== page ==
This post makes references to the North Korean nuclear situation, prior blog posts on this issue can be found HERE, here, and here.
This Slate piece is a bit one sided, quite self-serving and possibly isolationist, and puts the international blame game into play. Doesn't the author recognize that China is basically North Korea's lifeline, shutting down food supplies would hurt the people the most (which Kim Jong-il has been shown to not care about too much) as well as cause chaos politically, militarily, and from a humanitarian standpoint for Russia, China, and South Korea.
Not only is the article saying that China should effectively collapse North Korea, but it goes further:
I am, of course, playing devil's advocate here: I realize that the United States has long-standing obligations to Japan and that our half-century-plus presence on the Korean Peninsula has placed us at the center of this discussion.What about the global powers' obligation to stability? What about North Korea's neighbours having the right to make decisions about their regional interests, along with the global discourse (which includes the US, obviously) over the North Korean problem? This article seems to have a bit of 'they need our help, let's not care about who suffers from a nation's collapse... we need to focus on the issue at hand' kind of mentality that brought down the eon-long imperialistic European hegemony and is causing much dismay for the United States in Iraq. (Although, I might add, I doubt the author intended it to give off that kind of tone and message.)
Possibly the most ludicrous part of the article is:
Or, to make things even quicker and simpler, China could deploy the same tactic that once upon a time led to the collapse of East Germany: Instead of closing the 800-mile Chinese-North Korean border to goods, the Chinese could open it to people.The mass influx of people if North Korea were to collapse is one of the things China is hesitant about! That is one of the reasons they are not shutting off supplies and giving North Koreans an incentive to come to China (even fewer food and essential supplies) plus opening the gates wide would make the problem — and source of some of China's apprehension — so much larger.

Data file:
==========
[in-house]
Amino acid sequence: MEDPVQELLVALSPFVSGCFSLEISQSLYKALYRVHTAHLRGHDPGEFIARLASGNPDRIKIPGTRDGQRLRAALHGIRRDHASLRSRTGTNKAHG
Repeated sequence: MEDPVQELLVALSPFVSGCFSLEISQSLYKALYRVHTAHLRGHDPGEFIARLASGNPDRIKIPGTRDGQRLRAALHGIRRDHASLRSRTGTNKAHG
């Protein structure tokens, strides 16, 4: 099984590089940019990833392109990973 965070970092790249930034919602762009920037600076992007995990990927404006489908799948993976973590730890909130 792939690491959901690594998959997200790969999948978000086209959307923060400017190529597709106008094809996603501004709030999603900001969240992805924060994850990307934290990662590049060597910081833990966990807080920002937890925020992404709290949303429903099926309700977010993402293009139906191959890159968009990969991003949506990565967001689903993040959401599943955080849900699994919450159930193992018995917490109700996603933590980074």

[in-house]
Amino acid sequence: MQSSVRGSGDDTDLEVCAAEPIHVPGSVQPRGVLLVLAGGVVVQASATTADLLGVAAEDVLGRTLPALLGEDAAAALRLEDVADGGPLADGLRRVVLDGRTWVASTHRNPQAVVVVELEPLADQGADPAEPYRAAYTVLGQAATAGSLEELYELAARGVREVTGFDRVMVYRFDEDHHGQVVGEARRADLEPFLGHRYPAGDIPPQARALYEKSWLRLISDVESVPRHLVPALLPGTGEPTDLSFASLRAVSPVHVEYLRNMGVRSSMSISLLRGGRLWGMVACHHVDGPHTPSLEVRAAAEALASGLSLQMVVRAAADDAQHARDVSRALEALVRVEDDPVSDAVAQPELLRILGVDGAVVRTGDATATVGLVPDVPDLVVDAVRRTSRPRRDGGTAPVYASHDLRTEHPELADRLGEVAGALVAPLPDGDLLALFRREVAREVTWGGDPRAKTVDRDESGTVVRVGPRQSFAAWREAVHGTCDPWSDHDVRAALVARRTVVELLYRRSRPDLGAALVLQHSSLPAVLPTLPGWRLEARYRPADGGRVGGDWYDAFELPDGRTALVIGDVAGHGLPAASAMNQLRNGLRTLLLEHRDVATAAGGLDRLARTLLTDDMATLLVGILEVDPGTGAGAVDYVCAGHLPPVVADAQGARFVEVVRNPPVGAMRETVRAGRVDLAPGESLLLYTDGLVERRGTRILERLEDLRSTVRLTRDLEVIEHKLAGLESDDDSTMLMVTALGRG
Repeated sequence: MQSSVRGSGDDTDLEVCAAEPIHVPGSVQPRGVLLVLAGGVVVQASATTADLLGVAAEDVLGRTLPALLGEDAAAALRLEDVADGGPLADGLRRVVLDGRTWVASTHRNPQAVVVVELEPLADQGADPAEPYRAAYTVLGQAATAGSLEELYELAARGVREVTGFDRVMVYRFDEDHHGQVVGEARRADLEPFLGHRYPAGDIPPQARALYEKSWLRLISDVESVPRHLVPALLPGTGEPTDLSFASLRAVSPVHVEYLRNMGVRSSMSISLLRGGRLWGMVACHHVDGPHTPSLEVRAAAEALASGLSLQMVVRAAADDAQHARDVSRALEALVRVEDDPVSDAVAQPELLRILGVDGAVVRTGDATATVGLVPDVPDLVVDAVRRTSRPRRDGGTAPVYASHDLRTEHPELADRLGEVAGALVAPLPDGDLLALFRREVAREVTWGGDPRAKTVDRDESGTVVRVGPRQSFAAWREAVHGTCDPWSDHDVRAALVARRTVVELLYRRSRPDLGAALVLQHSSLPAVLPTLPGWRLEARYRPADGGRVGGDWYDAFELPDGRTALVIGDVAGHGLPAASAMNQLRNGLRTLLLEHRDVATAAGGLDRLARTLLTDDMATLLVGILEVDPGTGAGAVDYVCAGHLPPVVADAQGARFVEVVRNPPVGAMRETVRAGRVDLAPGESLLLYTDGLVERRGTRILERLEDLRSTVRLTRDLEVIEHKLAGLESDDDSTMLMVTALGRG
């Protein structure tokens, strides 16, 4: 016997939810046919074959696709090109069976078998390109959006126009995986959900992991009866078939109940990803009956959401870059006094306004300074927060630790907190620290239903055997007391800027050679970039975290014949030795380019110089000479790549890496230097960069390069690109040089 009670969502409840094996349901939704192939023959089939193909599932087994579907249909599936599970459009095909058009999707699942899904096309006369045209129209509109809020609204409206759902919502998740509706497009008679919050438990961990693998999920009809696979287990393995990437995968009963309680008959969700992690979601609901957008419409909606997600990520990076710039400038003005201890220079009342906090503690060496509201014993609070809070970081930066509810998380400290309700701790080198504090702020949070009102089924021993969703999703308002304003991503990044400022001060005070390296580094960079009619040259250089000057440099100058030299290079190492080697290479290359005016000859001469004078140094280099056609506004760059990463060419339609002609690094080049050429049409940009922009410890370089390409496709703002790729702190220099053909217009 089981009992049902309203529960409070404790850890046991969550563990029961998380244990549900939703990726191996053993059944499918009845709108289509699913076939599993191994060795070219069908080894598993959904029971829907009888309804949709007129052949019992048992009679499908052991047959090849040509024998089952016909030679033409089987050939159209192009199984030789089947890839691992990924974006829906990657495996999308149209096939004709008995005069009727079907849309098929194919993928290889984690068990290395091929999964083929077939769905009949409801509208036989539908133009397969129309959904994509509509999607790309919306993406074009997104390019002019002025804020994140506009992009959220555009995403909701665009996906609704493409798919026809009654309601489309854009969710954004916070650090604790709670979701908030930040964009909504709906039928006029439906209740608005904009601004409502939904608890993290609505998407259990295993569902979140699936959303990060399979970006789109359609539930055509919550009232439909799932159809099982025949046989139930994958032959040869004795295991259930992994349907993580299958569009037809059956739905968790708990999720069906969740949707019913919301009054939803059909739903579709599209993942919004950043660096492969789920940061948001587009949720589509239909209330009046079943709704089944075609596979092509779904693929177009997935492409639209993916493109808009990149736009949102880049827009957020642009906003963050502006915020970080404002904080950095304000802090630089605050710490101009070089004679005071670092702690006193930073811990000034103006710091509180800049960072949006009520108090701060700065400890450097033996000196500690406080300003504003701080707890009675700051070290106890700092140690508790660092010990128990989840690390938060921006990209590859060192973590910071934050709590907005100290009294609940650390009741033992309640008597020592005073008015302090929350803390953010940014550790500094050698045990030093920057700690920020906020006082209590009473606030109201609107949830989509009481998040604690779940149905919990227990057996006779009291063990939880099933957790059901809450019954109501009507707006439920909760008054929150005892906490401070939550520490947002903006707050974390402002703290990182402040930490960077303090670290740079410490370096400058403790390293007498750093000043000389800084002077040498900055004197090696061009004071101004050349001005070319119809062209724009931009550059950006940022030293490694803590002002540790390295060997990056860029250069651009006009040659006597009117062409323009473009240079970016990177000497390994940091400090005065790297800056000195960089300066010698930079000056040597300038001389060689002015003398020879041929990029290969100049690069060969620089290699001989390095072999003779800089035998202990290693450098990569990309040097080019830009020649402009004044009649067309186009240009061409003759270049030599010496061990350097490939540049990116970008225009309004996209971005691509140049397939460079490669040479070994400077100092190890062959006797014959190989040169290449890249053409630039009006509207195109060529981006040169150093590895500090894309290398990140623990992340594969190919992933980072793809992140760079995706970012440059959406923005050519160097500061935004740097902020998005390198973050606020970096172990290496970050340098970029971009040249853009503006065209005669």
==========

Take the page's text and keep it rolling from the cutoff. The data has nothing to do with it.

Just as you think the article is getting a bit more worldly, this comes along:
China also is ... one of the countries most under threat from North Korean nukes. After all, it is China, not the United States, that will be at the center of the new Asian arms race if Japan and South Korea feel compelled to get the bomb. ... Although it isn't clear whether North Korean missiles can reach Hawaii, it's obvious that Beijing, Shanghai, and Hong Kong are well within range. So, shouldn't this be China's problem, not ours?The moment President Bush called North Korea 'evil' ("axis of evil") and many were starting to lean towards possible changes in North Korea's governance was the moment leader Kim had a huge excuse for testing. So shouldn't this be the region and international community's problem, not just China's of the United States'? No matter what China or others do, the US government is always asking for more, when will enough be enough?
The piece's author, Anne Applebaum, is a writer I admire. However, her latest piece is not well thought out and — if she did think it out — she needs to work on her logic in the delicate sphere of international politics, governmental and regional stability, and foreign relations.
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